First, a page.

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Monday, June 10, 2013

Flying a helicopter with your mind

Okay, it’s only a toy helicopter. Still, the fact that Bin He and his team from the University of Minnesota have been able to put a remote-controlled quadcopter through its aerial paces using only the power of their thoughts is pretty amazing.

Five subjects, which the researchers specifically describe as ‘human’ in case you were wondering, were trained to move a cursor on a screen by imagining that they were squeezing one or both of their fists. They then used the same techniques to control first a virtual quadcopter and then a real one. All five participants were successful in making the robot fly in a chosen direction, including through rings. 

While controlling toys with your mind might be cool, the researchers are really looking forward to using their technique to help paralyzed people control every day electronic objects. The key thing about this technology is that it’s completely non-invasive, meaning that it does not require any surgical implants. You do have to wear the funny electroencephalogram bonnet though.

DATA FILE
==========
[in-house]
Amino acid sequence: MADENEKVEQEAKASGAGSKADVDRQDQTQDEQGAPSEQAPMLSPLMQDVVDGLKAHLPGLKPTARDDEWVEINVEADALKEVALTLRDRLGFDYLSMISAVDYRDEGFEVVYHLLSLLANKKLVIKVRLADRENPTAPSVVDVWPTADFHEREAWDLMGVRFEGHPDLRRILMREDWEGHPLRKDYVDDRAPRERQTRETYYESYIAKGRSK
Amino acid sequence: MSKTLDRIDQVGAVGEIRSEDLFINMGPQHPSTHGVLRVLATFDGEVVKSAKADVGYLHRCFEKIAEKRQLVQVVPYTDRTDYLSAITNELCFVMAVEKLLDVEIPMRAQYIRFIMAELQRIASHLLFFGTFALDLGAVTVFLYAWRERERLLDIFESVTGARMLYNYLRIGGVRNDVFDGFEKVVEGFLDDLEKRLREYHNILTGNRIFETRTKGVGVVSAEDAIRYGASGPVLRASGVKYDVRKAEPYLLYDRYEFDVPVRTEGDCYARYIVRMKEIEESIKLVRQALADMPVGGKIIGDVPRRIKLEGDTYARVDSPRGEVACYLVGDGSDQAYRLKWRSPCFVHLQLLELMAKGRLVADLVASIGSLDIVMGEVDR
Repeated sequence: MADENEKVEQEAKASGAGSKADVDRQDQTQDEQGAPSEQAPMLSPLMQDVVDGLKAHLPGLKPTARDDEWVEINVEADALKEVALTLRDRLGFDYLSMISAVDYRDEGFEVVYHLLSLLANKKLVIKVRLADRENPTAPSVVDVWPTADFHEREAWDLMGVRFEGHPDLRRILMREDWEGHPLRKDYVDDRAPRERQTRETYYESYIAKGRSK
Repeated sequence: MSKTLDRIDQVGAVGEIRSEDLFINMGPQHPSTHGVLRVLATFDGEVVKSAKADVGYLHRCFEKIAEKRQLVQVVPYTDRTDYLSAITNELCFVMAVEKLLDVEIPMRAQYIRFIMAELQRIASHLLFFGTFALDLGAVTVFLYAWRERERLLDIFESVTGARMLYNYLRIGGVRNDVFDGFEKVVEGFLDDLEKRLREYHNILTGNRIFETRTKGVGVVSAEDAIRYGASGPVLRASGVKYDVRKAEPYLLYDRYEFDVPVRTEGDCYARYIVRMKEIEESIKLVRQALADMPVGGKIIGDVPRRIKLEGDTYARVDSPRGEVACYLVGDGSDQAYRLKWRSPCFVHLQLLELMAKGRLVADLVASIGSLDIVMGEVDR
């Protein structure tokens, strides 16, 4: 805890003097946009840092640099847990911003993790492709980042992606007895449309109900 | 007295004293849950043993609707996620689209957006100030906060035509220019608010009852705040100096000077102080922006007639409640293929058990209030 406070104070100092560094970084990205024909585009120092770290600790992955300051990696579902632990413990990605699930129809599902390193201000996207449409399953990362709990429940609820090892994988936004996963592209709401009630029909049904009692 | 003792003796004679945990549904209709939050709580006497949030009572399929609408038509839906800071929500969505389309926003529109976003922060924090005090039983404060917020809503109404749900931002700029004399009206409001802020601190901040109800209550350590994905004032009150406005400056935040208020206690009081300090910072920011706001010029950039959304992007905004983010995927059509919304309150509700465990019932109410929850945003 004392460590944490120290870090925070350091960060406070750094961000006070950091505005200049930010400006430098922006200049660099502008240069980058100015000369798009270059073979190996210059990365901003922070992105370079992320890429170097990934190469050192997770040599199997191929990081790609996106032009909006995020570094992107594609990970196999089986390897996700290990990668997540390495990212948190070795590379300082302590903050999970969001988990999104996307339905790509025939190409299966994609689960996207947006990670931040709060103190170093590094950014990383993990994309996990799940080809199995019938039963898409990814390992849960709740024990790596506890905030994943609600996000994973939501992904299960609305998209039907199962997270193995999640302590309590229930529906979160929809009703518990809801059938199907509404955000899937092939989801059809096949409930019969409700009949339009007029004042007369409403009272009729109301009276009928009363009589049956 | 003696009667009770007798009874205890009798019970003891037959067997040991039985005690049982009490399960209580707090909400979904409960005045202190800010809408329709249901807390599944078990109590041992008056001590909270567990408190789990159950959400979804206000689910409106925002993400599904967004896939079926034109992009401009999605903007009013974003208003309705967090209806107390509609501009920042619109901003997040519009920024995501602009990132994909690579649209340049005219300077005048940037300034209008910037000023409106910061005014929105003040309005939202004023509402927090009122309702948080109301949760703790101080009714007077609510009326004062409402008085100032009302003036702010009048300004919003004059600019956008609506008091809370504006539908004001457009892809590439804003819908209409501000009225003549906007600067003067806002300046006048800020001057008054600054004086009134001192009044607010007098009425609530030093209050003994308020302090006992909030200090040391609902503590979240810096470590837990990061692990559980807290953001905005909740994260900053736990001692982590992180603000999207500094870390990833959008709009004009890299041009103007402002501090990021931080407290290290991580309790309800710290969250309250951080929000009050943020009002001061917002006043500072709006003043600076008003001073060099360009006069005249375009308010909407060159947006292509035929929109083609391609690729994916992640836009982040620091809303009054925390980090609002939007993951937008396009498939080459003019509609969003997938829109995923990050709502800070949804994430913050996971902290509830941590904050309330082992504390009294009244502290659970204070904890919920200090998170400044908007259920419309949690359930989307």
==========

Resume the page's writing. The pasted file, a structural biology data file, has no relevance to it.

You can see the a clip of the experiments below:

In case it isn’t clear from the video, the controller is facing away from the quadcopter. A camera mounted on the quadcopter gives the subject a first person view on his computer monitor. 

LaFleur, K., Cassady, K., Doud, A., Shades, K., Rogin, E., & He, B. (2013). Quadcopter control in three-dimensional space using a noninvasive motor imagery-based brain–computer interface Journal of Neural Engineering, 10 (4) DOI: 10.1088/1741-2560/10/4/046003.

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